That is why i was so mad at myself for selling Hazard the other week, i exposed myself to far too much risk, his ownership was huge. Had he not blanked in GW 37 it is unlikely i would have finished in the top 1k , a bad mistake. Not having him in GW 38 was not such a problem due to the big drop off in his ownership

      Like

  7. Zan Keroski May 31, 2015 / 4:11 am

    The notion that consistent good performance is luck is absurd to anyone who is actually any good at this game. Of course luck creates standard deviation in performance each week and over a season. The strategy triggerlips is describing is basically ironing out a lot of the standard deviation which will increase the chance of you getting a decent rank but give you very little chance of winning.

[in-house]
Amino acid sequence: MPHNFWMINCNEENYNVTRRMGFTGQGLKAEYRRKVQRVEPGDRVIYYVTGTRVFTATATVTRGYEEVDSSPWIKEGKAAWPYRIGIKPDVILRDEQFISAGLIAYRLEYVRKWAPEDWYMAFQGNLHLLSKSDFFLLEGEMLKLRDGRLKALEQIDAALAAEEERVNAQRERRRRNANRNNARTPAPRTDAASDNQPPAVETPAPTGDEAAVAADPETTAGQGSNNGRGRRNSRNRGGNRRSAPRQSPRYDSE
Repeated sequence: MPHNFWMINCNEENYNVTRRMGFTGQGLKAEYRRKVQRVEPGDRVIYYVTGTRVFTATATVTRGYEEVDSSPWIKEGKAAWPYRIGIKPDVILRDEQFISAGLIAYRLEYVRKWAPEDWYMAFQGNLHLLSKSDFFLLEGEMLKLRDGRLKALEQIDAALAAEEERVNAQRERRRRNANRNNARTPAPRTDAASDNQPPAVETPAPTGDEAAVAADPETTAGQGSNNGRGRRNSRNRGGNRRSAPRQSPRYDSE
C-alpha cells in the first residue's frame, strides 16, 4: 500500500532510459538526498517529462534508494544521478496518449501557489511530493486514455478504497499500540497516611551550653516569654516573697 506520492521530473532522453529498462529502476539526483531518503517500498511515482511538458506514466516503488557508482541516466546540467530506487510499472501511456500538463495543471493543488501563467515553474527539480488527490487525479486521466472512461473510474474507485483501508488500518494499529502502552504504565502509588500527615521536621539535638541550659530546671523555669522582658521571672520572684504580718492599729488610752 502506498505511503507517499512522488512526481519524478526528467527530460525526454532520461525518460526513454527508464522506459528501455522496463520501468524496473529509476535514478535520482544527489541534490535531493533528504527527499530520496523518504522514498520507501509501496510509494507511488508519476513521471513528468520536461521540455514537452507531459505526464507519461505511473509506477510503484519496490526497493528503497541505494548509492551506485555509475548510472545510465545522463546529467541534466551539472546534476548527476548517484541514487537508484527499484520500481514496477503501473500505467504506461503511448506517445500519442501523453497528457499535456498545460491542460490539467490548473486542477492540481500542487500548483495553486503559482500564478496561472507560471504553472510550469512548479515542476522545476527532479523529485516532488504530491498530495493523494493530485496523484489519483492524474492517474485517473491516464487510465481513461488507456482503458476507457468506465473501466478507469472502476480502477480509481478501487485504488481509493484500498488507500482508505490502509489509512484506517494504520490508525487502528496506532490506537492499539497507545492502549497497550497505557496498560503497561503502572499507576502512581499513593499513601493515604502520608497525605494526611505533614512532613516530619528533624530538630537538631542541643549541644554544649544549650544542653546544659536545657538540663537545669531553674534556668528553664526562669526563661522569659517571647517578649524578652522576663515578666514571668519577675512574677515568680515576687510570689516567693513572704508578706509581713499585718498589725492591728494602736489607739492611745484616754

To say this is the only way to be consistently successful at this game is also absurd, imo. The ffs boards are full of top players who play a less ownership focused game. That is of course different than trying to be too clever with differentials which is an inverse approach to ownership almost certainly doomed to failure.

    Imo good people can make better than average decisions through the use of stats, observations, fixtures, knowledge and prediction of impact due to a changed circumstance and other underlying factors. Sometimes this will correlate to the popular choice, sometimes not. Sometimes it will beat the masses but sometimes not. Over enough games i believe it will.

    I will always try and play the game this way, my way

    Like

    • triggerlips May 31, 2015 / 4:29 am

      To play devils advocate for a moment, proponents of the luck theory would say that those good players only downplay bad luck because they have yet to experience their fair share of it.